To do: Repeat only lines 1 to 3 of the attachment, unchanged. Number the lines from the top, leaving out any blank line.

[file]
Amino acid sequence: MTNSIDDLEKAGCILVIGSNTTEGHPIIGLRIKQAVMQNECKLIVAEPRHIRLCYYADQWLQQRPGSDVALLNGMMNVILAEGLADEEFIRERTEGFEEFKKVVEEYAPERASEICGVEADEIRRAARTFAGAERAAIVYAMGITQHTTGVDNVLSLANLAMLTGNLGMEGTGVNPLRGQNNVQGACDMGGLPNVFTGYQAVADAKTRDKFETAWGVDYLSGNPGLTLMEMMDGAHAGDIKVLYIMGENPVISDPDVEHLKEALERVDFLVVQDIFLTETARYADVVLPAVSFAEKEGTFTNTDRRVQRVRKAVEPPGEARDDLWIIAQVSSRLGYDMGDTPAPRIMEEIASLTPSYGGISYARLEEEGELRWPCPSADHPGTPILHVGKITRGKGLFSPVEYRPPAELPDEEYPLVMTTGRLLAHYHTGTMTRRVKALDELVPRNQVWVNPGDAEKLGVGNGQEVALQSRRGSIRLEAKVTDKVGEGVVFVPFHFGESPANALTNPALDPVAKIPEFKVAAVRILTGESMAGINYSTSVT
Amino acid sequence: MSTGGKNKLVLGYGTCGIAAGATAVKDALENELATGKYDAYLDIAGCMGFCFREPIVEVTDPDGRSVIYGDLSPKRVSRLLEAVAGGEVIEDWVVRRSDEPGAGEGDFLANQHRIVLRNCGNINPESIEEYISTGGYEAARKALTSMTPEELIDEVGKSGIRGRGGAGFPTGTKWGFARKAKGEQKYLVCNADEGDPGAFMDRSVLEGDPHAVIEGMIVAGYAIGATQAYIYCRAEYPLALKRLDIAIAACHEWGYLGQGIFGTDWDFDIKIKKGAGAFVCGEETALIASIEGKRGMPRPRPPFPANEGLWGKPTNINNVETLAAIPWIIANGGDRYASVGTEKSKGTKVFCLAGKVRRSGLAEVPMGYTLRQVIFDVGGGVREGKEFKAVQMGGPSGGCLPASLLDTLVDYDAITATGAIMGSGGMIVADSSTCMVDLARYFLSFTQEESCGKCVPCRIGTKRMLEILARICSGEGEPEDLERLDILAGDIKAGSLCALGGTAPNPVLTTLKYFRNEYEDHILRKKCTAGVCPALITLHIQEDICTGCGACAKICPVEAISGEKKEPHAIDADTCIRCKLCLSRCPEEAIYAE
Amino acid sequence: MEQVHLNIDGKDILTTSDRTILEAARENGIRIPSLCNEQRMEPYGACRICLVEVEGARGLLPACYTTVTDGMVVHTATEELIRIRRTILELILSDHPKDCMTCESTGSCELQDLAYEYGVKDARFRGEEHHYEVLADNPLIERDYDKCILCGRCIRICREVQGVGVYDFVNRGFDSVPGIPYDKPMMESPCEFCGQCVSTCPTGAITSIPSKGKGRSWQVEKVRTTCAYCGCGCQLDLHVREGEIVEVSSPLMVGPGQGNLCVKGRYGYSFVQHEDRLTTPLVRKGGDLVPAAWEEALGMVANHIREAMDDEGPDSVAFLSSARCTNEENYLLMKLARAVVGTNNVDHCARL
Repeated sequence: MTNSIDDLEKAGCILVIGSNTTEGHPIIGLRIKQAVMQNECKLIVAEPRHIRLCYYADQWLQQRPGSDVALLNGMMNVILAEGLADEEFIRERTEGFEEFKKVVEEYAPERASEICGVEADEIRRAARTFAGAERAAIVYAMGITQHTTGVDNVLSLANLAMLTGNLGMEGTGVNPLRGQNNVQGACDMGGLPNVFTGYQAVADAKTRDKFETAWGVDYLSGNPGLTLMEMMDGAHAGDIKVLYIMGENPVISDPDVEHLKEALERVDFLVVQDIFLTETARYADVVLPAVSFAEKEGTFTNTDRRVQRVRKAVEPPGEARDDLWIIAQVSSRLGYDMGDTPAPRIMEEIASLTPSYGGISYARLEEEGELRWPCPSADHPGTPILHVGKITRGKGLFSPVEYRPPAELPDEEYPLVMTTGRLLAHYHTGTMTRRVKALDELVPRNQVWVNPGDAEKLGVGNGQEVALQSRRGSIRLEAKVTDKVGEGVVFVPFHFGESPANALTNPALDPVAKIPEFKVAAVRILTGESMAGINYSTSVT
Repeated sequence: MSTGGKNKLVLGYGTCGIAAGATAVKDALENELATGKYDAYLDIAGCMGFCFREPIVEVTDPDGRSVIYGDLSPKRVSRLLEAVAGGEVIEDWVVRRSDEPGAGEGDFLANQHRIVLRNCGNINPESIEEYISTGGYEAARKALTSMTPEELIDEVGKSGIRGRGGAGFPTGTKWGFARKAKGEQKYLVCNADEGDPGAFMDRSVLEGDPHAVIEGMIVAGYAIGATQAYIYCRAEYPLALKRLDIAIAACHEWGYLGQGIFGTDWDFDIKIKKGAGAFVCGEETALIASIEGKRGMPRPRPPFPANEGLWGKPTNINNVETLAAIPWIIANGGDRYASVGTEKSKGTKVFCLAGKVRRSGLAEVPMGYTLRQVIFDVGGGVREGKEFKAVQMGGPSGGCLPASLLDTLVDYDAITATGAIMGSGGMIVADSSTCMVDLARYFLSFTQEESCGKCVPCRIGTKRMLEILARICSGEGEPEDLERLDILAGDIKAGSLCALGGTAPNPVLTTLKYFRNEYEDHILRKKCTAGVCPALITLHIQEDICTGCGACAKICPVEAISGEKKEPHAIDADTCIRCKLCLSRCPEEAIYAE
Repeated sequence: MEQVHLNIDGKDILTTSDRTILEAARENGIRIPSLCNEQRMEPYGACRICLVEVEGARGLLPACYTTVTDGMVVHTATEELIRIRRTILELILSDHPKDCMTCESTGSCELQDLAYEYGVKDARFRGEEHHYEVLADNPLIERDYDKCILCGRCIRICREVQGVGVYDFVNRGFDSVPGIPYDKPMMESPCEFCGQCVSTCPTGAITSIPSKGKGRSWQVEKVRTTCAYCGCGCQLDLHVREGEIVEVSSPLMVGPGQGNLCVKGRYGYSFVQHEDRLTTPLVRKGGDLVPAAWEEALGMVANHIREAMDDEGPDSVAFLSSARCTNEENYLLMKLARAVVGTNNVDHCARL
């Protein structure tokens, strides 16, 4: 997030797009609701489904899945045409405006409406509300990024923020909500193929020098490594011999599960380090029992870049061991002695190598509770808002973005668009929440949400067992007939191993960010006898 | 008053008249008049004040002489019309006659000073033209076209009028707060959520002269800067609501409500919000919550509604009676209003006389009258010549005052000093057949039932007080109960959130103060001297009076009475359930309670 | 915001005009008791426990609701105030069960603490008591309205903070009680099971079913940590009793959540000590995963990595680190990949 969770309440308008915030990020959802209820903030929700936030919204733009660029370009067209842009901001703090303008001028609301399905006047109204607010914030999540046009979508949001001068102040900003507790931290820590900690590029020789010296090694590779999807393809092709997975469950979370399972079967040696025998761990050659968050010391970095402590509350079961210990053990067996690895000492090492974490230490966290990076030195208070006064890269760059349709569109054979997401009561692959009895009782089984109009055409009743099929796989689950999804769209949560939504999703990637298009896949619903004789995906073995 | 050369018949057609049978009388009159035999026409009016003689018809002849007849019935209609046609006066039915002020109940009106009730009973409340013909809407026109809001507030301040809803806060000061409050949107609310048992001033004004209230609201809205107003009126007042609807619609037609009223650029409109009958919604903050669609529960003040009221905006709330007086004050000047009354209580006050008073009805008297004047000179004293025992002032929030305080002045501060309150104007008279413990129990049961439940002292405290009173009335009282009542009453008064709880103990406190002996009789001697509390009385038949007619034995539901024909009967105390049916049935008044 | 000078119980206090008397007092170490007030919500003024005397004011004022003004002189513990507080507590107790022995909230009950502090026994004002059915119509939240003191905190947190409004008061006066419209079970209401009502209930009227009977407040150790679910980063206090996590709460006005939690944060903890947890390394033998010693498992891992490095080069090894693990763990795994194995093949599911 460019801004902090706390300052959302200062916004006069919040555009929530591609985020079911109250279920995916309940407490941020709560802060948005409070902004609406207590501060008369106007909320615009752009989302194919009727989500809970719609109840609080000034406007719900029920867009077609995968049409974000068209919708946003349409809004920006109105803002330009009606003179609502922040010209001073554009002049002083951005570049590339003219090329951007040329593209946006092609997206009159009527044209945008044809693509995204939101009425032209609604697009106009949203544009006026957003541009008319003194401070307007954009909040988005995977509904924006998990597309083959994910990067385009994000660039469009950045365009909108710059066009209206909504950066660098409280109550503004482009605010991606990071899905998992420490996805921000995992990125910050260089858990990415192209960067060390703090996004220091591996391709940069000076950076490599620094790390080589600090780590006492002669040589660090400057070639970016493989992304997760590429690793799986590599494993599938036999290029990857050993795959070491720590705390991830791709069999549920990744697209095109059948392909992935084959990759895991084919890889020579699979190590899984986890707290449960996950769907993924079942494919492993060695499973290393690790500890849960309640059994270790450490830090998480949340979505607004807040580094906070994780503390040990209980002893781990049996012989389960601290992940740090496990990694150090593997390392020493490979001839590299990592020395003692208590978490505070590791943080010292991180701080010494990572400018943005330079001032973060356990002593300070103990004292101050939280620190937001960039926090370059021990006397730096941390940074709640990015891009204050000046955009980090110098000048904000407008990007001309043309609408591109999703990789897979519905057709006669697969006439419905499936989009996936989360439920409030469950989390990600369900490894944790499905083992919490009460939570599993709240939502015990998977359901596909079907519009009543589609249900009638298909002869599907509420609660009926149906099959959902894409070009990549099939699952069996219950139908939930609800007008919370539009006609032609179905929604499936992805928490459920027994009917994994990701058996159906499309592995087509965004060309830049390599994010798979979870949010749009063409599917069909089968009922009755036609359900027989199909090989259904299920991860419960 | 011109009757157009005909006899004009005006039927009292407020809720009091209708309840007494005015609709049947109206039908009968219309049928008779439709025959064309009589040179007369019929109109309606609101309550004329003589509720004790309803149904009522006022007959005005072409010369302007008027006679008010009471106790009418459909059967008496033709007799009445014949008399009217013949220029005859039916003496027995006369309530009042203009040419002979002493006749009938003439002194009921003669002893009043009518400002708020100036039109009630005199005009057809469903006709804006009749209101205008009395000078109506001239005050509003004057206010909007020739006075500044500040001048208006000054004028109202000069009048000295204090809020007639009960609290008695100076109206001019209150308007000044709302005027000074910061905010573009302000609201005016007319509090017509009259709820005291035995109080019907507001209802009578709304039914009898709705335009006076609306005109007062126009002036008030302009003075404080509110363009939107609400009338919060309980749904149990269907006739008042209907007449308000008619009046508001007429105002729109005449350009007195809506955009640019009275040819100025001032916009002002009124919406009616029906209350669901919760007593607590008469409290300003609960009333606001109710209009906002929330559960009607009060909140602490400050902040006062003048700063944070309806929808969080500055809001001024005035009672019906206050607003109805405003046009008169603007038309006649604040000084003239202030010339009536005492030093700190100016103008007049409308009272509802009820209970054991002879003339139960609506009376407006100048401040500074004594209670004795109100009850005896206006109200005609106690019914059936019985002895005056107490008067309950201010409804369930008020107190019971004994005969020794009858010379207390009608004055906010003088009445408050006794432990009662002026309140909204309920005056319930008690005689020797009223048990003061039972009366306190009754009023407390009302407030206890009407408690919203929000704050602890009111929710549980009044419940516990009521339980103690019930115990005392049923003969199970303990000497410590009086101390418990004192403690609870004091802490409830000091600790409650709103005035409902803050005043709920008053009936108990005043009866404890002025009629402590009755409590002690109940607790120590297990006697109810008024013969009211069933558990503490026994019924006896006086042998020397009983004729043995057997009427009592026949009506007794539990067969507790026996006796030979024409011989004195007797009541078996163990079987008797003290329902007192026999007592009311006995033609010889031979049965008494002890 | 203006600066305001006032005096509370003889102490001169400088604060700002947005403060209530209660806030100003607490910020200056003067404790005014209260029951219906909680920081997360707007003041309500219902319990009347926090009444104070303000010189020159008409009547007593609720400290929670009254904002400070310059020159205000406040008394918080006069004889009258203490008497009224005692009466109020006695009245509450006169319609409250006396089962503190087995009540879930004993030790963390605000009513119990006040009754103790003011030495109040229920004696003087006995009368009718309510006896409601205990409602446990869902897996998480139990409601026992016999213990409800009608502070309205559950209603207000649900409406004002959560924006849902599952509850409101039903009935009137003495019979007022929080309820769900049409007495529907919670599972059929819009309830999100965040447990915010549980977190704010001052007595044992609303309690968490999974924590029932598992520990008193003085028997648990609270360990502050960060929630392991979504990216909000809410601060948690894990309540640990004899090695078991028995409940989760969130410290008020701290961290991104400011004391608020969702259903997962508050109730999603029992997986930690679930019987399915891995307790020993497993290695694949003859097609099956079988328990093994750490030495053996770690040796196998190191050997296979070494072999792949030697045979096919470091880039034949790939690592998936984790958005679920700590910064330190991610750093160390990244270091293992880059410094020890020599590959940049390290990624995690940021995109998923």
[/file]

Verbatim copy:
Amino acid sequence: MTNSIDDLEKAGCILVIGSNTTEGHPIIGLRIKQAVMQNECKLIVAEPRHIRLCYYADQWLQQRPGSDVALLNGMMNVILAEGLADEEFIRERTEGFEEFKKVVEEYAPERASEICGVEADEIRRAARTFAGAERAAIVYAMGITQHTTGVDNVLSLANLAMLTGNLGMEGTGVNPLRGQNNVQGACDMGGLPNVFTGYQAVADAKTRDKFETAWGVDYLSGNPGLTLMEMMDGAHAGDIKVLYIMGENPVISDPDVEHLKEALERVDFLVVQDIFLTETARYADVVLPAVSFAEKEGTFTNTDRRVQRVRKAVEPPGEARDDLWIIAQVSSRLGYDMGDTPAPRIMEEIASLTPSYGGISYARLEEEGELRWPCPSADHPGTPILHVGKITRGKGLFSPVEYRPPAELPDEEYPLVMTTGRLLAHYHTGTMTRRVKALDELVPRNQVWVNPGDAEKLGVGNGQEVALQSRRGSIRLEAKVTDKVGEGVVFVPFHFGESPANALTNPALDPVAKIPEFKVAAVRILTGESMAGINYSTSVT
Amino acid sequence: MSTGGKNKLVLGYGTCGIAAGATAVKDALENELATGKYDAYLDIAGCMGFCFREPIVEVTDPDGRSVIYGDLSPKRVSRLLEAVAGGEVIEDWVVRRSDEPGAGEGDFLANQHRIVLRNCGNINPESIEEYISTGGYEAARKALTSMTPEELIDEVGKSGIRGRGGAGFPTGTKWGFARKAKGEQKYLVCNADEGDPGAFMDRSVLEGDPHAVIEGMIVAGYAIGATQAYIYCRAEYPLALKRLDIAIAACHEWGYLGQGIFGTDWDFDIKIKKGAGAFVCGEETALIASIEGKRGMPRPRPPFPANEGLWGKPTNINNVETLAAIPWIIANGGDRYASVGTEKSKGTKVFCLAGKVRRSGLAEVPMGYTLRQVIFDVGGGVREGKEFKAVQMGGPSGGCLPASLLDTLVDYDAITATGAIMGSGGMIVADSSTCMVDLARYFLSFTQEESCGKCVPCRIGTKRMLEILARICSGEGEPEDLERLDILAGDIKAGSLCALGGTAPNPVLTTLKYFRNEYEDHILRKKCTAGVCPALITLHIQEDICTGCGACAKICPVEAISGEKKEPHAIDADTCIRCKLCLSRCPEEAIYAE
Amino acid sequence: MEQVHLNIDGKDILTTSDRTILEAARENGIRIPSLCNEQRMEPYGACRICLVEVEGARGLLPACYTTVTDGMVVHTATEELIRIRRTILELILSDHPKDCMTCESTGSCELQDLAYEYGVKDARFRGEEHHYEVLADNPLIERDYDKCILCGRCIRICREVQGVGVYDFVNRGFDSVPGIPYDKPMMESPCEFCGQCVSTCPTGAITSIPSKGKGRSWQVEKVRTTCAYCGCGCQLDLHVREGEIVEVSSPLMVGPGQGNLCVKGRYGYSFVQHEDRLTTPLVRKGGDLVPAAWEEALGMVANHIREAMDDEGPDSVAFLSSARCTNEENYLLMKLARAVVGTNNVDHCARL